Date of Award


Degree Type


Degree Name

Doctor of Philosophy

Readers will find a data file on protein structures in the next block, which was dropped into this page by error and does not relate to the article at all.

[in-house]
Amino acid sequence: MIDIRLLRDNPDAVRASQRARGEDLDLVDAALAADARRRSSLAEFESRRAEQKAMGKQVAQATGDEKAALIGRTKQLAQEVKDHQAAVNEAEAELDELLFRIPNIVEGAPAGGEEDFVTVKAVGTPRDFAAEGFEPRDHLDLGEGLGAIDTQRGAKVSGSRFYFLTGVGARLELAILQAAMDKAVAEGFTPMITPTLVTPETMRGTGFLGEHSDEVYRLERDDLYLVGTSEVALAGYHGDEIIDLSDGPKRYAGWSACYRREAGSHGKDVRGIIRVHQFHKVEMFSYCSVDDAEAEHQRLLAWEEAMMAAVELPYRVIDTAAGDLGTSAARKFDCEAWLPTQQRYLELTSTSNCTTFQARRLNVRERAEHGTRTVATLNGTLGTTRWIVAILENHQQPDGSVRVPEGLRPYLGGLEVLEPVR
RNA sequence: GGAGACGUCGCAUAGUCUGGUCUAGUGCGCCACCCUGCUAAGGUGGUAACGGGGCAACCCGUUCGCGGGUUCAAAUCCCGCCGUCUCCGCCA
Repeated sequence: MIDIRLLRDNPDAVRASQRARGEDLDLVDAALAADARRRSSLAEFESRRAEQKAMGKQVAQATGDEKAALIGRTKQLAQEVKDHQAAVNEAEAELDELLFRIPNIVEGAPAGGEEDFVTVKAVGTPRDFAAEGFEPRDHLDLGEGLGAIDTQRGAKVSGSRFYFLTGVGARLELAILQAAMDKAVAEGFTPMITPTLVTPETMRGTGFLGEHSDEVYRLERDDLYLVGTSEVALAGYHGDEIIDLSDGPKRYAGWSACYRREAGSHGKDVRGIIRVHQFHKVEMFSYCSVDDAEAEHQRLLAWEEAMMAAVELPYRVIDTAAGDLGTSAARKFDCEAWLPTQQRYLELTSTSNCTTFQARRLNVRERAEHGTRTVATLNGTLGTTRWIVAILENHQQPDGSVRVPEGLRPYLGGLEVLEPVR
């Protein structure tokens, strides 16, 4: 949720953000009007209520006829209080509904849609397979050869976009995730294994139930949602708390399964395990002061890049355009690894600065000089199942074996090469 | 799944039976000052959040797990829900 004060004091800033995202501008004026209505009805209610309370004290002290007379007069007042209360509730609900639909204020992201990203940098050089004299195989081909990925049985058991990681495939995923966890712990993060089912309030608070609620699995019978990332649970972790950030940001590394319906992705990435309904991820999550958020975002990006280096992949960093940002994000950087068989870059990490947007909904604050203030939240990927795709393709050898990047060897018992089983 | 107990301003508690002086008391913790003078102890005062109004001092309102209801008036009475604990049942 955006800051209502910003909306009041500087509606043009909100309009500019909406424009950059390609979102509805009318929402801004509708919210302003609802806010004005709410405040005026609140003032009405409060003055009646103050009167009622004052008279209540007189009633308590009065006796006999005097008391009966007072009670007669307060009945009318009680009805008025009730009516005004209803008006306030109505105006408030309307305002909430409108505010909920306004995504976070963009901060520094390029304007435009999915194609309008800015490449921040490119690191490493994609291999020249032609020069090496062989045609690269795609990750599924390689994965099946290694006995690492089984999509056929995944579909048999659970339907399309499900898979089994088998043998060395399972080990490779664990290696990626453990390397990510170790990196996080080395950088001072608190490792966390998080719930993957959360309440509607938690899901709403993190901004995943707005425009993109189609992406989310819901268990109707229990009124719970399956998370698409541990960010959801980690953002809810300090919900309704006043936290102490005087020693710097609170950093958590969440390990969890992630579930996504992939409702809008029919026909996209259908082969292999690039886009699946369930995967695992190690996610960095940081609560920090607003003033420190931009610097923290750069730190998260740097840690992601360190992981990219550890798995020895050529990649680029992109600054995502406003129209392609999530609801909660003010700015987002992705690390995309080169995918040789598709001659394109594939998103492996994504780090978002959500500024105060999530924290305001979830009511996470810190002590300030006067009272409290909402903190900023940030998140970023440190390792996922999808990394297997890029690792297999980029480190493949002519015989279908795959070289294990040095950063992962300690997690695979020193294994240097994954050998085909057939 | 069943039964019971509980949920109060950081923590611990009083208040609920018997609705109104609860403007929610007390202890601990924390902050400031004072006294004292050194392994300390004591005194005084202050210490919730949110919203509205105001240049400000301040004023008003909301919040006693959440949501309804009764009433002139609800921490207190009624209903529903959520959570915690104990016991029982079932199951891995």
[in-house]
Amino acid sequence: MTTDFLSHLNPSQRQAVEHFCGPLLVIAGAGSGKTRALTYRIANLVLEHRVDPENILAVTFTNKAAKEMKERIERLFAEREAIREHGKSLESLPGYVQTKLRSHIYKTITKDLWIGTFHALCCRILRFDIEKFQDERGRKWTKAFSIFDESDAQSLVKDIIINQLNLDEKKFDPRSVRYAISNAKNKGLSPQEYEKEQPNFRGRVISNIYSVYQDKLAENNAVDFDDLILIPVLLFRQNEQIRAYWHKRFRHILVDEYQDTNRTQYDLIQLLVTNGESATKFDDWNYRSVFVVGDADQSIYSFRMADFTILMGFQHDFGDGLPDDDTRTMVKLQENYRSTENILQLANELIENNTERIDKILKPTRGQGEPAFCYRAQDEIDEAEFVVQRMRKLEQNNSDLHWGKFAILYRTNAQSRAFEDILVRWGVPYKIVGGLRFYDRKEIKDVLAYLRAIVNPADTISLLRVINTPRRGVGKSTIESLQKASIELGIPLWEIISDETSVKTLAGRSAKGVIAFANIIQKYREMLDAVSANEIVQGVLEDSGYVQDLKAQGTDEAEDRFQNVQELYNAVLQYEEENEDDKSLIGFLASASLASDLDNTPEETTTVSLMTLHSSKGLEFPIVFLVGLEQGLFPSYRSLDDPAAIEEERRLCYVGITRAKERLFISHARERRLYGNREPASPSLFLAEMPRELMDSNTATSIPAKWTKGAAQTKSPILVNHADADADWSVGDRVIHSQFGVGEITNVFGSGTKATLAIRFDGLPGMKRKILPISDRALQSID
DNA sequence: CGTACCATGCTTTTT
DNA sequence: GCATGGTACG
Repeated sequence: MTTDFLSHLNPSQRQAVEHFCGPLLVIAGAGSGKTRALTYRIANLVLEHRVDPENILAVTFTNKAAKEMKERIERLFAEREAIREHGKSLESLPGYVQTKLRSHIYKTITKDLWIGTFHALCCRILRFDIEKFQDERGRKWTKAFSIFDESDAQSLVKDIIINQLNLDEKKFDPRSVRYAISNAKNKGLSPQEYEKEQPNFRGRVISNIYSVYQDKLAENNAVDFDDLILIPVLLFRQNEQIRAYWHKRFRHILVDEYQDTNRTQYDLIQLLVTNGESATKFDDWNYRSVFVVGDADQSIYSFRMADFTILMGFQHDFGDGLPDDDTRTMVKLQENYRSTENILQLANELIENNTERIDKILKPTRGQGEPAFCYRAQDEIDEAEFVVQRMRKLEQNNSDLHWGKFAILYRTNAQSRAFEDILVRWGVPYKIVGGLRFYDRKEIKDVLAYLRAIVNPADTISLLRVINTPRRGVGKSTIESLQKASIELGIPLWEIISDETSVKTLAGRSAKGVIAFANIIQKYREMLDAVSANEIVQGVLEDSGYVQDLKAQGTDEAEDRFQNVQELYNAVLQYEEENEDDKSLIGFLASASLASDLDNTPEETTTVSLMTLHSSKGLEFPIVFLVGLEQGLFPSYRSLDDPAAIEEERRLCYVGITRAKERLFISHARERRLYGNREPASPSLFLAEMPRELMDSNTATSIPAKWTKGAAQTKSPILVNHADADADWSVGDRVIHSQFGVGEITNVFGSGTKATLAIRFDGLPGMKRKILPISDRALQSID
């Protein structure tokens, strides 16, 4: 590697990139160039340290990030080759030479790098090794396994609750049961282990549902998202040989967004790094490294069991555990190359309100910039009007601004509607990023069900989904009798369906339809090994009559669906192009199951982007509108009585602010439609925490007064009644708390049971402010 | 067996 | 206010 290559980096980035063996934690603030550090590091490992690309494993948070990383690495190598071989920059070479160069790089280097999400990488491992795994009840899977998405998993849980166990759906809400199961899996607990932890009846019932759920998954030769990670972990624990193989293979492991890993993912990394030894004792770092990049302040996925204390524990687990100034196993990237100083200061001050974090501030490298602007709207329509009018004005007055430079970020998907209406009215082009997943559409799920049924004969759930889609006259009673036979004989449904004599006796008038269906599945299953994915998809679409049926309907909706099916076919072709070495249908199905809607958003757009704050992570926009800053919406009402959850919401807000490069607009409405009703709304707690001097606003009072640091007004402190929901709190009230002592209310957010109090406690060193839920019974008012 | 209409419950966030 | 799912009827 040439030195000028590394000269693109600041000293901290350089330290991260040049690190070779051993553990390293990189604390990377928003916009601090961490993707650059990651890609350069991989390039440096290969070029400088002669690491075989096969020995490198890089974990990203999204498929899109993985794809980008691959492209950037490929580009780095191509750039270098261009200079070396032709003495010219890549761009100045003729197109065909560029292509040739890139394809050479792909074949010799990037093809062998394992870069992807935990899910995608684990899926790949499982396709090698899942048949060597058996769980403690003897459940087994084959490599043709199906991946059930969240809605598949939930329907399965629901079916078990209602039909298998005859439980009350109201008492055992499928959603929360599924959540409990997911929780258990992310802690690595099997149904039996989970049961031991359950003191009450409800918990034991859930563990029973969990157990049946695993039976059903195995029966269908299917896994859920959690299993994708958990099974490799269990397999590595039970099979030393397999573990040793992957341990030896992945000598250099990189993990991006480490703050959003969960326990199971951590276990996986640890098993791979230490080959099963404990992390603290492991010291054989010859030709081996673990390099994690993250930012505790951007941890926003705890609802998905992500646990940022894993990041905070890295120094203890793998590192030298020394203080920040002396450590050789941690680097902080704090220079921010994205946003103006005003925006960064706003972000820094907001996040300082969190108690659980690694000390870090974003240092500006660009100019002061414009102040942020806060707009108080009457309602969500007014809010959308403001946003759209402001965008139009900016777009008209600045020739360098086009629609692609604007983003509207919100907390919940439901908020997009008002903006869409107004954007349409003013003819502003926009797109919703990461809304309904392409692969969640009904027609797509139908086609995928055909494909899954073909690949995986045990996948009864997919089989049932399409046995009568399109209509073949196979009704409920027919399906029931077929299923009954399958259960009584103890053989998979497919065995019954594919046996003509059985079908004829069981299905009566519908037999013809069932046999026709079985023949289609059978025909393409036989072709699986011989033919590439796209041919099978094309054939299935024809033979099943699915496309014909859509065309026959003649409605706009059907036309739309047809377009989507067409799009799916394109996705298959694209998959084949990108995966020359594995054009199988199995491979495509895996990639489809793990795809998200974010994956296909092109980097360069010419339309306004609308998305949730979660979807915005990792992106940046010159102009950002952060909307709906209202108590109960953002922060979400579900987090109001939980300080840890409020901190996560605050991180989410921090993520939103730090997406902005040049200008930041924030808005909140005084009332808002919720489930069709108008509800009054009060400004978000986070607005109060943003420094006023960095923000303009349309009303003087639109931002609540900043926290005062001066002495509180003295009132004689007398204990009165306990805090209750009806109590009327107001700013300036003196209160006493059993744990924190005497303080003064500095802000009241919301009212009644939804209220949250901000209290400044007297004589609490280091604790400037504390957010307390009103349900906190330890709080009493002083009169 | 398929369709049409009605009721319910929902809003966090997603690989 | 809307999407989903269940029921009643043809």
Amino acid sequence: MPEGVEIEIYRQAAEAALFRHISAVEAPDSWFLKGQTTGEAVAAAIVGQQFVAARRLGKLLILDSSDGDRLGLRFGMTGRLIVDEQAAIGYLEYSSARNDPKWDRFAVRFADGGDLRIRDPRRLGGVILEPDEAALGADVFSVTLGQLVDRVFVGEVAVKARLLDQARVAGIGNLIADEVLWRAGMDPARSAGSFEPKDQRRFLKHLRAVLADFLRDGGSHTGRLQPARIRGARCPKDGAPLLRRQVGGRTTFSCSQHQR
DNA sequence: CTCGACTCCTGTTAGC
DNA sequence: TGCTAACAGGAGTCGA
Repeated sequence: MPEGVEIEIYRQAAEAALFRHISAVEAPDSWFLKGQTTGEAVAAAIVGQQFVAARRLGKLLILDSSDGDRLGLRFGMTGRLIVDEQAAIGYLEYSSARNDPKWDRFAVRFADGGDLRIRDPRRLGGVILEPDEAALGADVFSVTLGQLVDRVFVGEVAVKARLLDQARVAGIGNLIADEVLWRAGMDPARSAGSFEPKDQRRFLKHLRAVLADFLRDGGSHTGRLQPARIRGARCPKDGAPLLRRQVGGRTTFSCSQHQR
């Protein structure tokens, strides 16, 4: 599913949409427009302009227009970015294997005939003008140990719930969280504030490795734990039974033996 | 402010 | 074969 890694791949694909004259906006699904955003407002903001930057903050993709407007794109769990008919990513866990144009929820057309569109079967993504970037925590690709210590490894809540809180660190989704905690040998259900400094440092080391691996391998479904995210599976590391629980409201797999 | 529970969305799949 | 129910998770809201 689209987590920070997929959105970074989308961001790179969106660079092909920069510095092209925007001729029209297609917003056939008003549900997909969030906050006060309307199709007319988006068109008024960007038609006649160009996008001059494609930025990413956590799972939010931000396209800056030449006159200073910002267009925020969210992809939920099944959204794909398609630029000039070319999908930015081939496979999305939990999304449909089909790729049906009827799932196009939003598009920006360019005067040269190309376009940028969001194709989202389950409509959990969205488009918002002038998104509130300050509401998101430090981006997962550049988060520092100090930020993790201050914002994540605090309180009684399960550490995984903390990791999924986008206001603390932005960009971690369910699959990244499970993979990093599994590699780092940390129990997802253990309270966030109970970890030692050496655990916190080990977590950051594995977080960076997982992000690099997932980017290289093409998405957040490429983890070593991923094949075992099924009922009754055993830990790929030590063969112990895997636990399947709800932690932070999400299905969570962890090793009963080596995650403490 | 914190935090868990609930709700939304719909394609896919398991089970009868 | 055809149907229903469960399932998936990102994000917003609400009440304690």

This thesis examines various mathematical models suitable for the analysis of event histories. The models discussed include Coale-McNeil model, Cox's model, and parametric failure time models. All these models are applied to data on age at first marriage and first birth, obtained from the Canadian Fertility Survey of 1984. The extended Coale-McNeil model to incorporate covariates has been examined. The covariates considered are place of residence, education, work, first birth status, and religion. The results of the model indicate that fewer young Canadian women are expected to marry compared to the older ones. The application of the Coale-McNeil model to first birth got limited support. Higher education, urban residence, working, and having the first birth in marriage are the covariates associated with later age at first marriage and first birth.;The Cox's proportional hazard model has been applied to the study of age at first marriage and first birth. The parametric failure time models examined include exponential, weibull, loglogistic and lognormal. The regression models are formulated by specifying the parameters as a function of covariates. All four models considered are fitted, first without covariates, and later with the five covariates, for each birth cohort of women. The full model consisting of the covariates, was found to be significantly better than the null model with the exception of the exponential for certain cohorts. The estimated survival probabilities from the parametric models were examined in relation to the Kaplan-Meier estimates. The lognormal and loglogistic models provide consistent estimates compared to the weibull model. Though these models provide good estimates up to the age at which data are available, they perform poorly beyond that point. The results from all the models indicate similar trends and patterns across birth cohorts. Some of the available computer software for estimation of parameters in various models is reviewed.;The log likelihood statistic across cohorts and among models within cohorts are examined. The loglogistic and the lognormal emerge as preferred models among the parametric models, which provide reasonable fit across birth cohorts. The thesis ends by calling for more research on heterogeneity, and an examination of the parametric failure time models.



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